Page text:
Making friends as an adult is always difficult, but, it’s not until we reach our 50s and 60s that things really start to get interesting.

For most of our lives, our friendships follow our social context. As kids, our lives are filled with schoolmates, neighbors and teammates. As parents, we follow our kids to BBQs, sports events and school activities. When we are building our careers, our co-workers are a constant source of social contact – even if we wish that they weren’t.

Why is Making Friends as Adult So Difficult?

As we reach our 50s and 60s, our social circumstances start to change. As we start to think about retirement, many of us worry that loneliness is just around the corner.

On the positive side, many of us find ourselves with more time to spare as we get a little older. But, there is still a lingering doubt that we will be able to put this time to good use and make new friends who share our interests.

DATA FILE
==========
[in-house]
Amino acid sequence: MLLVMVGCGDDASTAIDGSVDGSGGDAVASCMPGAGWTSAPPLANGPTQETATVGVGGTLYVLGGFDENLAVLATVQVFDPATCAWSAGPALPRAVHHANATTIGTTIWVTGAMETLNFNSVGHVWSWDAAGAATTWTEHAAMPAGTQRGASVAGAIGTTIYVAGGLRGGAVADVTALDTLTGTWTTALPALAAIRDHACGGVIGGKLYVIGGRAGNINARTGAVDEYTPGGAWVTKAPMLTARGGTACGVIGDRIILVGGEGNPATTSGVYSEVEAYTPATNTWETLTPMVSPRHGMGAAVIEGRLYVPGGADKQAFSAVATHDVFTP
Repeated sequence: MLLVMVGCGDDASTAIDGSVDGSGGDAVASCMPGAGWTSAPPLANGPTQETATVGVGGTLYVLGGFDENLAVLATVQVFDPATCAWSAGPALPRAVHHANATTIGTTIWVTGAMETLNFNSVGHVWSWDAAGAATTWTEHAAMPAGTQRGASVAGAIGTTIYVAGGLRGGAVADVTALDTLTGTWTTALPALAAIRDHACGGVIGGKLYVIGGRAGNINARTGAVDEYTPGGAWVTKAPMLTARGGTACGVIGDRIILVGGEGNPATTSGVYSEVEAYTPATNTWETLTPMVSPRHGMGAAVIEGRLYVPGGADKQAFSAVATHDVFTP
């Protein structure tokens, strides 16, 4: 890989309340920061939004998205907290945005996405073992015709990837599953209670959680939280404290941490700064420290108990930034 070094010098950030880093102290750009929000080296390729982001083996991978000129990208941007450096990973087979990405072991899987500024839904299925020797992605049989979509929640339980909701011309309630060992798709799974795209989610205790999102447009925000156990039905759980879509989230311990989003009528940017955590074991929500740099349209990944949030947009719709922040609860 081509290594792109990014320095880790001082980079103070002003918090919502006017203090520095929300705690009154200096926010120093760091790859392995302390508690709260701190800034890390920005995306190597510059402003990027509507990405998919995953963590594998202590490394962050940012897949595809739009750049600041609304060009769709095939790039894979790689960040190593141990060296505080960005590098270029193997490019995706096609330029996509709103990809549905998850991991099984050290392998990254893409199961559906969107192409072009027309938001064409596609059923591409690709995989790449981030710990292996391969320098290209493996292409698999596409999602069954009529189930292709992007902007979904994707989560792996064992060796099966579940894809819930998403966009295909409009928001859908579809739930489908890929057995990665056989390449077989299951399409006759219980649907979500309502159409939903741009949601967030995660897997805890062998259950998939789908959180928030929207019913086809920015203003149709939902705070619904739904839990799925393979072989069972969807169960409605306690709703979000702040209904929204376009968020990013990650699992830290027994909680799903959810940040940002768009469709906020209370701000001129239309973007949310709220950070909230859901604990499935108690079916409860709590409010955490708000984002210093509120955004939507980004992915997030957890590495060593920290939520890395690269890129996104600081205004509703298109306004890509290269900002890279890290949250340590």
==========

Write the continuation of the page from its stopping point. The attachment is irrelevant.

This is more than just an idle concern. Loneliness has been linked to health concerns among older adults and can contribute to depression and anxiety.

Is there a Silver Lining to Getting Older?

On the positive side, many of us find ourselves with more time to spare as we get a little older. If we have hobbies and passions, this time can be channeled into activities that can help us to make new friends. Unfortunately, this is not always possible, either because we live in a geographically isolated location or because we don’t have the energy to engage with the world.

There is still a lingering doubt that we will be able to put this time to good use and make new friends who share our interests.

I’m really curious to hear what you think about this topic. Do you think that it gets easier or harder to make friends after 60? Please vote below and then join the conversation in the comments section at the end of this article.

Do you think that making friends as an adult is easy? Why? What advice would you give to a friend who is looking to make new friends after 60? Please join the discussion and “like” and share this article to keep the conversation going.

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